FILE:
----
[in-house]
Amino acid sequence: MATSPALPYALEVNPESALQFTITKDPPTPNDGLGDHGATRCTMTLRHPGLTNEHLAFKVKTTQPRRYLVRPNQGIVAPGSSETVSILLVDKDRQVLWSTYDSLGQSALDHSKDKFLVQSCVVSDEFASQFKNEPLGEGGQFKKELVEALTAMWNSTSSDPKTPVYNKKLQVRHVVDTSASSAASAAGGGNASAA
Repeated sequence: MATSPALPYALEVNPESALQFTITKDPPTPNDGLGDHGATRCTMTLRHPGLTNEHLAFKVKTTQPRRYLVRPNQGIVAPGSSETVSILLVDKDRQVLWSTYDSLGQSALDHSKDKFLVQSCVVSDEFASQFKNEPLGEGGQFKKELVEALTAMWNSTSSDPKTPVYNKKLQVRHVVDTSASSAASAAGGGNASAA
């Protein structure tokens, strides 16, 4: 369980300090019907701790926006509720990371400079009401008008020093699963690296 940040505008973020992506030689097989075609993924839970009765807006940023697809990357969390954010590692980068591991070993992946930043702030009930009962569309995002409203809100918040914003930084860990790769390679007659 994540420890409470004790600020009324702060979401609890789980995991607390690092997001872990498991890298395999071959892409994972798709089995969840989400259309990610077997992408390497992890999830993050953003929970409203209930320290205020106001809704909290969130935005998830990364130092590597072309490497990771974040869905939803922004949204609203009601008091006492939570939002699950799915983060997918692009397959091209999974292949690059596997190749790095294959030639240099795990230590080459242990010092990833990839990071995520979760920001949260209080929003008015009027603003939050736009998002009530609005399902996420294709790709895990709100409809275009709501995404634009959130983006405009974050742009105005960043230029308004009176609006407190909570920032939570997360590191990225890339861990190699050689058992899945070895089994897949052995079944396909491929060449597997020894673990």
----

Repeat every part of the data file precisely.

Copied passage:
[in-house]
Amino acid sequence: MATSPALPYALEVNPESALQFTITKDPPTPNDGLGDHGATRCTMTLRHPGLTNEHLAFKVKTTQPRRYLVRPNQGIVAPGSSETVSILLVDKDRQVLWSTYDSLGQSALDHSKDKFLVQSCVVSDEFASQFKNEPLGEGGQFKKELVEALTAMWNSTSSDPKTPVYNKKLQVRHVVDTSASSAASAAGGGNASAA
Repeated sequence: MATSPALPYALEVNPESALQFTITKDPPTPNDGLGDHGATRCTMTLRHPGLTNEHLAFKVKTTQPRRYLVRPNQGIVAPGSSETVSILLVDKDRQVLWSTYDSLGQSALDHSKDKFLVQSCVVSDEFASQFKNEPLGEGGQFKKELVEALTAMWNSTSSDPKTPVYNKKLQVRHVVDTSASSAASAAGGGNASAA
């Protein structure tokens, strides 16, 4: 369980300090019907701790926006509720990371400079009401008008020093699963690296 940040505008973020992506030689097989075609993924839970009765807006940023697809990357969390954010590692980068591991070993992946930043702030009930009962569309995002409203809100918040914003930084860990790769390679007659 994540420890409470004790600020009324702060979401609890789980995991607390690092997001872990498991890298395999071959892409994972798709089995969840989400259309990610077997992408390497992890999830993050953003929970409203209930320290205020106001809704909290969130935005998830990364130092590597072309490497990771974040869905939803922004949204609203009601008091006492939570939002699950799915983060997918692009397959091209999974292949690059596997190749790095294959030639240099795990230590080459242990010092990833990839990071995520979760920001949260209080929003008015009027603003939050736009998002009530609005399902996420294709790709895990709100409809275009709501995404634009959130983006405009974050742009105005960043230029308004009176609006407190909570920032939570997360590191990225890339861990190699050689058992899945070895089994897949052995079944396909491929060449597997020894673990």